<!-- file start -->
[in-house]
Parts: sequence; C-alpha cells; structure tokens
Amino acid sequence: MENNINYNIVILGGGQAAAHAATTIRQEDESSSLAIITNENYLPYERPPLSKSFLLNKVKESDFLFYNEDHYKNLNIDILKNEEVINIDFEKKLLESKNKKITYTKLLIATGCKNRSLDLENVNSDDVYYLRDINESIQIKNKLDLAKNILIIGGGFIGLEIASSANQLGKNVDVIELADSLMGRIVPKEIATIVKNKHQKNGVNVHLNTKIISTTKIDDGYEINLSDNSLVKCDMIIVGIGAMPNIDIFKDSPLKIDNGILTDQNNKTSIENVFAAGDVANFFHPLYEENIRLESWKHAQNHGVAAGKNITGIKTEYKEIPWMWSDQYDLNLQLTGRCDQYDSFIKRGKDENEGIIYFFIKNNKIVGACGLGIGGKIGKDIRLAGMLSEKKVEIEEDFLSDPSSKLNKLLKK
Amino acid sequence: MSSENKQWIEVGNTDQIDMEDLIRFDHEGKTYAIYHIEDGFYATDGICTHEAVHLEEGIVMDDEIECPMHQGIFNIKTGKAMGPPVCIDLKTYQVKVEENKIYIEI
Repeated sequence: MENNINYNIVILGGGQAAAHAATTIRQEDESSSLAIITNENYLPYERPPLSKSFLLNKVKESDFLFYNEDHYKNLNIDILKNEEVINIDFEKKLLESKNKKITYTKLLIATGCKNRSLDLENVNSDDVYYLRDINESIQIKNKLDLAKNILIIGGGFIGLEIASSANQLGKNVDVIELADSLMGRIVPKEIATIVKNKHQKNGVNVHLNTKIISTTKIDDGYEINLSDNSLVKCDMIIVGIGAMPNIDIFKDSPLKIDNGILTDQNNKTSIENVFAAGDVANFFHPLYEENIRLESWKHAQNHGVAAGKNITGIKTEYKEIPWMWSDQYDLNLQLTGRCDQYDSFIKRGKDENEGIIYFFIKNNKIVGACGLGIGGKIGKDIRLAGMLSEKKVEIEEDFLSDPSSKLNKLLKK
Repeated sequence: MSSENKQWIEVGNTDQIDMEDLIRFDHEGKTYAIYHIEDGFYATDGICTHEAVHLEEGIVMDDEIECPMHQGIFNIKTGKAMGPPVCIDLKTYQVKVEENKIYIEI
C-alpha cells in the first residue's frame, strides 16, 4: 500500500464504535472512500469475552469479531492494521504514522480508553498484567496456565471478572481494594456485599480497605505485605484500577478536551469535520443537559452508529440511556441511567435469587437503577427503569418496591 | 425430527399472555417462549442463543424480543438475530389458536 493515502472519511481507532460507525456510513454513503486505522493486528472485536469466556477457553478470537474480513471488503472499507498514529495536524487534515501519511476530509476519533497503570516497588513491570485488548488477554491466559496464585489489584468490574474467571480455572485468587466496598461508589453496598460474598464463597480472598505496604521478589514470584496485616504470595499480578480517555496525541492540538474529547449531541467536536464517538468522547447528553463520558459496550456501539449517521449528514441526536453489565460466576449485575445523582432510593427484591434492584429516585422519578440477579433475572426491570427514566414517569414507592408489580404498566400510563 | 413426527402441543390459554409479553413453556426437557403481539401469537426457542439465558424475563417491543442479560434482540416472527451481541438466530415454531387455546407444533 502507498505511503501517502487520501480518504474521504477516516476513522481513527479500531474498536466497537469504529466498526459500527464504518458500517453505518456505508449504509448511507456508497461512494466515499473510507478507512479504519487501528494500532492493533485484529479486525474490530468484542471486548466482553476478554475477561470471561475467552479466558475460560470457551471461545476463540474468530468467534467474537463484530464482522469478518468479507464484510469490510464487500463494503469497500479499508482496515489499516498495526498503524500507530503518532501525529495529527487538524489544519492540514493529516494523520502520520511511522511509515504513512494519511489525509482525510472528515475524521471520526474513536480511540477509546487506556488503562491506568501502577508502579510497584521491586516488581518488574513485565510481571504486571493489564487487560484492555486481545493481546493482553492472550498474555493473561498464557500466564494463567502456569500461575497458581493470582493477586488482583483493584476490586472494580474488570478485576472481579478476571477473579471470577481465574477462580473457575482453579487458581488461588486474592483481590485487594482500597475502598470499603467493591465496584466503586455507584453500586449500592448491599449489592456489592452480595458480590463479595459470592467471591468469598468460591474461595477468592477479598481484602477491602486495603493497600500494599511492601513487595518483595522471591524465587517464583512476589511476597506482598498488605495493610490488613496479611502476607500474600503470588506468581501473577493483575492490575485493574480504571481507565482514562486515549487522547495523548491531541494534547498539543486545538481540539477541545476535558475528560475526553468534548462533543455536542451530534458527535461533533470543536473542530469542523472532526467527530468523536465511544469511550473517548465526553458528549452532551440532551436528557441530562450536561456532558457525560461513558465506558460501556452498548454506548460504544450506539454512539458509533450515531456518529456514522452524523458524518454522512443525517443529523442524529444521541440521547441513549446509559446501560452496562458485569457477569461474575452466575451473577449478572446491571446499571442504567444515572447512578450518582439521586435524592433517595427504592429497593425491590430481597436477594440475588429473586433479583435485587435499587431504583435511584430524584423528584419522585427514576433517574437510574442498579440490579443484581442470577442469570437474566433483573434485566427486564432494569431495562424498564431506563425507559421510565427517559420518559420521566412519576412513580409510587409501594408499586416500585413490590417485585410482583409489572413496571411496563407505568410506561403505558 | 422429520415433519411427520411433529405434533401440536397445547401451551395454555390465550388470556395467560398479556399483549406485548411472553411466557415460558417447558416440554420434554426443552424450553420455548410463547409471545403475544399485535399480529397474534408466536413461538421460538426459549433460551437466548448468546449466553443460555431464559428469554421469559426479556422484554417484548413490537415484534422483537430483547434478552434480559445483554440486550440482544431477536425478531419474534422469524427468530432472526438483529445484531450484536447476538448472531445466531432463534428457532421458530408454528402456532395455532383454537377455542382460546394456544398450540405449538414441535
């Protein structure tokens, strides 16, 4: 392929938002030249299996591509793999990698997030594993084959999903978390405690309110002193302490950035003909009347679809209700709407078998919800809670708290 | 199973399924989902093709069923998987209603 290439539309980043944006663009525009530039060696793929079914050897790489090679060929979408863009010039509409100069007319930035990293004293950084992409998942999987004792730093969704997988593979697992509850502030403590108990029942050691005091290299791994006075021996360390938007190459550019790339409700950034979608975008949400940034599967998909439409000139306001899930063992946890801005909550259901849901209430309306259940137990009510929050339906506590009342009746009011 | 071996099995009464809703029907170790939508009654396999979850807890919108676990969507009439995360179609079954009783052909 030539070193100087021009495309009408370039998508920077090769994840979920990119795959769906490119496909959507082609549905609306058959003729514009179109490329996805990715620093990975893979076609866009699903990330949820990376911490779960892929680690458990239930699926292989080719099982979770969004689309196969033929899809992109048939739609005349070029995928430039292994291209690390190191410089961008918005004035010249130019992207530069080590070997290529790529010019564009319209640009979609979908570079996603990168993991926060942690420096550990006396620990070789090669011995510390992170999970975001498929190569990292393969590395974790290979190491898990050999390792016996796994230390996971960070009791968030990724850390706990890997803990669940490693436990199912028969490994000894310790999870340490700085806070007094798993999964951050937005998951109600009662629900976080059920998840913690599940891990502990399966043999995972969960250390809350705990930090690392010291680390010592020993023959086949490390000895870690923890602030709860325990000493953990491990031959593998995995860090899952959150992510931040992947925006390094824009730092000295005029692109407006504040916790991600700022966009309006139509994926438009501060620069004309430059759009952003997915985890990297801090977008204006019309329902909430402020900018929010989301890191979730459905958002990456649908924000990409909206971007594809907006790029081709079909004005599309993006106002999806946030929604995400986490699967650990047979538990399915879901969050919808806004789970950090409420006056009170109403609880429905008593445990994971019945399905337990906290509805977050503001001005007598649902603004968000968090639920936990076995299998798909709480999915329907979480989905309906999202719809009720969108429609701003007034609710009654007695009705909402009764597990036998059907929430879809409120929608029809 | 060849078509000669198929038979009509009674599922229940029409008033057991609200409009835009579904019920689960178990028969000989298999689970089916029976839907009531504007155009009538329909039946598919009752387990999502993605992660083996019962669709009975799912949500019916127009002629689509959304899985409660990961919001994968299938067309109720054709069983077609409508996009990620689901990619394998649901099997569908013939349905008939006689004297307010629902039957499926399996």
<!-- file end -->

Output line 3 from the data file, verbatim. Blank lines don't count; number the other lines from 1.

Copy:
Amino acid sequence: MENNINYNIVILGGGQAAAHAATTIRQEDESSSLAIITNENYLPYERPPLSKSFLLNKVKESDFLFYNEDHYKNLNIDILKNEEVINIDFEKKLLESKNKKITYTKLLIATGCKNRSLDLENVNSDDVYYLRDINESIQIKNKLDLAKNILIIGGGFIGLEIASSANQLGKNVDVIELADSLMGRIVPKEIATIVKNKHQKNGVNVHLNTKIISTTKIDDGYEINLSDNSLVKCDMIIVGIGAMPNIDIFKDSPLKIDNGILTDQNNKTSIENVFAAGDVANFFHPLYEENIRLESWKHAQNHGVAAGKNITGIKTEYKEIPWMWSDQYDLNLQLTGRCDQYDSFIKRGKDENEGIIYFFIKNNKIVGACGLGIGGKIGKDIRLAGMLSEKKVEIEEDFLSDPSSKLNKLLKK